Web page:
Famed for the Great British Railway Journey series on BBC 2, Michael Portillo became a regular face on our television screens. The engaging speaker's background in politics and support of Brexit means he can speak candidly and insightfully on the future of Britain - an excellent choice for the corporate circuit. Professional and polite, Michael is an ideal keynote speaker.
A charismatic and engaging keynote speaker, Michael Portillo has made the successful move from politics to TV and journalism.
Perhaps best known for five series of Great British Railway Journeys and two series of Great Continental Railway Journeys on BBC 2, exploring social and industrial history Michael appeared weekly on BBC 1's late night sardonic look at politics, This Week for eleven years. He's also been a regular for a decade on Radio 4's The Moral Maze.
After studying at Peterhouse, Cambridge, he gained a first-class degree in History. Following a short stint in a shipping company, Michael moved to the Conservative Research Department in 1976, where he spent three years. At the General Election in 1979 he was responsible for briefing Margaret Thatcher before her press conferences. For the next two years, he was special adviser to the Secretary of State for Energy.
He worked for Kerr McGee Oil (UK) Ltd from 1981 - 1983. He contested the Birmingham Perry Bar seat at the 1983 Election.
Portillo won the 1984 by-election in Enfield Southgate, caused by the murder of Sir Anthony Berry MP in the Brighton bombing. He represented the seat for thirteen years but was defeated in the 1997 Election.
He joined the Government in 1986, and remained a member until 1997. He was a whip, Parliamentary Under Secretary for Social Security, Minister of State for Transport, Minister of State for Local Government and Inner Cities; and as a Cabinet Minister was Chief Secretary to the Treasury, Secretary of State for Employment, and Secretary of State for Defence. He was admitted to the Privy Council in 1992.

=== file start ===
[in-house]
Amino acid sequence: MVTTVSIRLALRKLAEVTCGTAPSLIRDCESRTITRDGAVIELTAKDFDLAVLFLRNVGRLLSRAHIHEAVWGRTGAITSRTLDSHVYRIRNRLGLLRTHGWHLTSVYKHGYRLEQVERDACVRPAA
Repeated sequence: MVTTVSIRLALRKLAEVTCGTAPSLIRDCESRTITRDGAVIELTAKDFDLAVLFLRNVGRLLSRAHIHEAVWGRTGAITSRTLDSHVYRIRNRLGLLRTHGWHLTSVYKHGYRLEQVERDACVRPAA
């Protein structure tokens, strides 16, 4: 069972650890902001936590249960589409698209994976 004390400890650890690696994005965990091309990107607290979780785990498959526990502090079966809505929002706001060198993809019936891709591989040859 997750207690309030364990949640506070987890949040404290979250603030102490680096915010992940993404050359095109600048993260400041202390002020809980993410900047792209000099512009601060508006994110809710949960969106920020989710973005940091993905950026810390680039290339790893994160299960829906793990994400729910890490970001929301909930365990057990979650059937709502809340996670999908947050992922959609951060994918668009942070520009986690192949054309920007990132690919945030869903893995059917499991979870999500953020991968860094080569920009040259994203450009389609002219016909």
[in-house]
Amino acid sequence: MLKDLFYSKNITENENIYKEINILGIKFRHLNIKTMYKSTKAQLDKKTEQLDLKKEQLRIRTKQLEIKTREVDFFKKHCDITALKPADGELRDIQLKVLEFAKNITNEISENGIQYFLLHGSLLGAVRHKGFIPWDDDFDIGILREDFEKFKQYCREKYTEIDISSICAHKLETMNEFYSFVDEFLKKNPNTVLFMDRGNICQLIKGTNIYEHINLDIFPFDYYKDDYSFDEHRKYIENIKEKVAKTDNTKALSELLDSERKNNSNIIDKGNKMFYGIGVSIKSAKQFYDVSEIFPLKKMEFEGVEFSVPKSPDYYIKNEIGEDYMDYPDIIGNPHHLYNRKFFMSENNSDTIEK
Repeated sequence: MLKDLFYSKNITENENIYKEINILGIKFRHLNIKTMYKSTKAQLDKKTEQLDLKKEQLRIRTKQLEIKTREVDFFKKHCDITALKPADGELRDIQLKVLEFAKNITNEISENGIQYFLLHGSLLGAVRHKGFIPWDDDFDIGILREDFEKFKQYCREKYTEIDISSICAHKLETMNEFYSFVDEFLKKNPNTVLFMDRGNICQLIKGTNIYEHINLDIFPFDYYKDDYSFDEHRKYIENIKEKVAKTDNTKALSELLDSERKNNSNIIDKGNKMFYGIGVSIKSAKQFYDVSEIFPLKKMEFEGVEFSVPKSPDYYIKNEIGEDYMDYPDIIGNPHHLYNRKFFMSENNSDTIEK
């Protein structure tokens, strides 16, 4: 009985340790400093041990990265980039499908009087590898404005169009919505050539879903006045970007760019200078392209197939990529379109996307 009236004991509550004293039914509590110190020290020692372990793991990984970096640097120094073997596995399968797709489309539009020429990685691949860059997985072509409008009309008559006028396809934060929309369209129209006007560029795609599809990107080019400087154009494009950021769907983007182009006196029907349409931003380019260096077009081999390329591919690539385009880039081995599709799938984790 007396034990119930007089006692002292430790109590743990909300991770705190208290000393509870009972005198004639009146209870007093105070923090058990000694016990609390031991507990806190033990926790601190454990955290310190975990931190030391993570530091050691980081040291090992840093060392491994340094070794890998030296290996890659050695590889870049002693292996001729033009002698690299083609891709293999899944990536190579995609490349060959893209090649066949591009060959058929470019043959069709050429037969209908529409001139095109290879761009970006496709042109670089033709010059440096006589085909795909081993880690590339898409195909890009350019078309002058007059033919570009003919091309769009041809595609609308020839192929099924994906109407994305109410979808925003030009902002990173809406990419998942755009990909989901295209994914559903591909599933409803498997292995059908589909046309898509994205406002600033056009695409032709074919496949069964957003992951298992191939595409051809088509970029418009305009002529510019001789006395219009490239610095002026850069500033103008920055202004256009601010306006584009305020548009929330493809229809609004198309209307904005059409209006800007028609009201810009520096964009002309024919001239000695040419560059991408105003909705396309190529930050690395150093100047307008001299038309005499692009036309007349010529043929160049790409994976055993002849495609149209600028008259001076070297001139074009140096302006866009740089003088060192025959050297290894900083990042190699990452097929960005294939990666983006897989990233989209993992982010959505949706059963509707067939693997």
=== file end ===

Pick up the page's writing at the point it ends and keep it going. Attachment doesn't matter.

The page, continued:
After his 1997 electoral defeat, he returned to Kerr McGee as an adviser. He also turned to journalism. Michael wrote about walking as a pilgrim on the Santiago Way, and working as a hospital porter. He had a weekly column in The Scotsman and a three-part series for Channel 4 about politics, Portillo’s Progress. He also had a programme in BBC2’s Great Railway Journeys series, which was partly a biography of his late father, and radio programmes on Wagner and the Spanish Civil War.
He has made a number of television programmes for BBC2 including Art that shook the world: Richard Wagner’s Ring, Portillo in Euroland, Elizabeth I in the series Great Britons and When Michael Portillo became a single mum.
Michael was re-elected to Parliament in a by-election in Kensington and Chelsea in November 1999 and was Shadow Chancellor of the Exchequer February 2000 - September 2001.
Following the Conservatives’ election defeat in 2001, Portillo contested the leadership of the party. He was unsuccessful, and decided to return to the backbenches. In 2005, he retired from politics.
Portillo is a member of the International Commission on Missing Persons in the former Yugoslavia (which organises the identification of massacre victims) under the chairmanship of Jim Kimsey, and a member of the Board of BAE Systems plc.
Michael is able to comment on current and political affairs, instrumental in the Brexit campaign also, he can offer advice and insights into the future of the country outside the EU.
A charismatic and engaging keynote speaker, Michael has made the successful move from politics to TV and journalism.